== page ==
Humidity under the hen is caused via her body heat IE micro-climate ,just like an Incubator , the warmer the air the higher the humidity . I have found that fan forced bators give a more uniform heat ,but they dry out membranes as the chicks pip this is especially apparent with small egg species such as Jap quails . This is compounded more if the hatching takes place close to the fan.A bator that has a size say similar to a GQF Sportsman generally has a hatching area in the lower most area as such the membranes are effected less.I also build my own and I build them with a fan with a cfm rating the same as sportsman 210cfm (approx) this dries egg membranes out to much at hatch but is fine for incubation .I would have a separate hatcher with a reduced cfm say approx 150cfm ,based on the fact that the chick upon lockdown generates a little of it's own heat and a slightly cooler spot in the hatcher will have minimal effect. Using a plastic bag of water will aid as a heat sink but do little more as it does not generate heat ..your heat source does this (bulbs /element/cow poo lol or whatever you choose to use ) As for a cheap thermostat you could try a water heater thermostat ,but drill a heap of holes in it to allow a faster response time ,these are very cheap and even free if you find an old heated and pull it to bits ,some room heaters have thermostats and these can also be used these are a little better especially the ones with a digital read out .Hope this helps a little :-)
Posted by: CJR

Re: Waterbator - 05/15/13 10:29 AM

Appreciate your thinking, Uno--productive!!!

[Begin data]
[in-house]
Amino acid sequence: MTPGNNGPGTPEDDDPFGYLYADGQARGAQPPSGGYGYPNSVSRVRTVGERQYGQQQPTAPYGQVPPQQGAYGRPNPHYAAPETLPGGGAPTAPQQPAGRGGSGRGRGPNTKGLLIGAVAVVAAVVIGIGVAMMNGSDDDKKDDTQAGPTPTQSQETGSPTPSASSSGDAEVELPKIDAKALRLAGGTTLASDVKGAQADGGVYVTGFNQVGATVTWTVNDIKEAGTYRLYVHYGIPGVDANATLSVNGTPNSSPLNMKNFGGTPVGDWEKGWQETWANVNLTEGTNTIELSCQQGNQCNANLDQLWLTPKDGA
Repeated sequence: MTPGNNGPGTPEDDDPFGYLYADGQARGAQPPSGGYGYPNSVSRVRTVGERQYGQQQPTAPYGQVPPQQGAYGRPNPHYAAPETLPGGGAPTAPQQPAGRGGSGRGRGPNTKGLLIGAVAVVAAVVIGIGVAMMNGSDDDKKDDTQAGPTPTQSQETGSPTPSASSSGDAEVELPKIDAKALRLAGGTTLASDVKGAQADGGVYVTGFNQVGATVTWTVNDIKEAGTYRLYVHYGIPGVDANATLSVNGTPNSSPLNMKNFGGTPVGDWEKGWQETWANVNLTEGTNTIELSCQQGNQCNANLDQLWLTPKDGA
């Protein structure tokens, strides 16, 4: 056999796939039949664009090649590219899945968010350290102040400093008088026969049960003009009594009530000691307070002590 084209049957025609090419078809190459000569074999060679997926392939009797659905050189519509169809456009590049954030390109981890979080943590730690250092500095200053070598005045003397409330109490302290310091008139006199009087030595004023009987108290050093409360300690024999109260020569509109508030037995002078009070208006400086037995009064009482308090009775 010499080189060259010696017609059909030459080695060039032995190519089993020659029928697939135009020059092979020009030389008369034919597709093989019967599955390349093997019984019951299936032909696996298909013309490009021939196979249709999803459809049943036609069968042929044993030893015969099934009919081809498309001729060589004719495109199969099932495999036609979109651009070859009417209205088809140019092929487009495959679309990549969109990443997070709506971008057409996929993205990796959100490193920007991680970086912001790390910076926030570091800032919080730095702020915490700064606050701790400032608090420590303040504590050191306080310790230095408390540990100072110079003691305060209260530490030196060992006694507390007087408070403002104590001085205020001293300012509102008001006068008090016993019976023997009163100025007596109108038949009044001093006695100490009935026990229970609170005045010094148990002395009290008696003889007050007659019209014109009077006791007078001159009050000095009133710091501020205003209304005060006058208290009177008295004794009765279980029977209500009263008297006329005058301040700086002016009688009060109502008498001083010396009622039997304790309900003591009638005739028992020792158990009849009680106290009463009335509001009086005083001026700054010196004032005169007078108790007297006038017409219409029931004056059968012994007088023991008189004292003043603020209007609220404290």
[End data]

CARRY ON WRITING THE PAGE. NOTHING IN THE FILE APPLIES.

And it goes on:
Hens that steal nests out on the ground, usually have 100% hatch (pheasants, and ground nesting birds, also)--the humidity must be about perfect--ground source-- and nearly perfect insulation by the warm body and plumage of the hen. Their turning of the eggs keeps the yolk parts from settling and evaporation equal through the shell, all around. When I used a larger incubator, I rotated the the eggs from the fan area, otherwise the eggs on the opposite side hatched later and I like an even hatch. (Different incubators, differences to discover!) I do not use the automatic turner in my mini Brinsea, but turn and move the rotating tray several times a day, so that eggs are in different positions from the fan. I candle almost daily after day 4 when I turn the eggs (bantam eggs are easy to check for the little "red spider" by day 4) right up to hatch. You can watch the size and position of the air sac, see when the tiny beak pushes into the air and pipping will begin! This way, the few "breach babies" are identified and can help them hatch, if necessary. Last 2 or 3 days I leave the eggs alone, that are due to hatch. (Yes there is writing on each egg, Band numbers of parents, date of lay--and when new eggs are added, also write the day of set and hatch due date, right on those eggs!) Humidity has not seemed to be a problem. I keep water in that little central "well", and it needs a little water added every day or 2! In every set since I got it in January, there has been 100% hatch of fertile eggs and there has sevesral times. been 3 hatch dates of the 7 eggs it holds, as I add eggs as chicks hatch or an infertile egg removed, with just one to 5 chicks at a time. Take time out to clean the base and egg tray and set new eggs. It is a nice activity--to be enjoyed as much as watching chicks grow and mature! Your incubator designs are great and useful information, UNO--THANKS CJR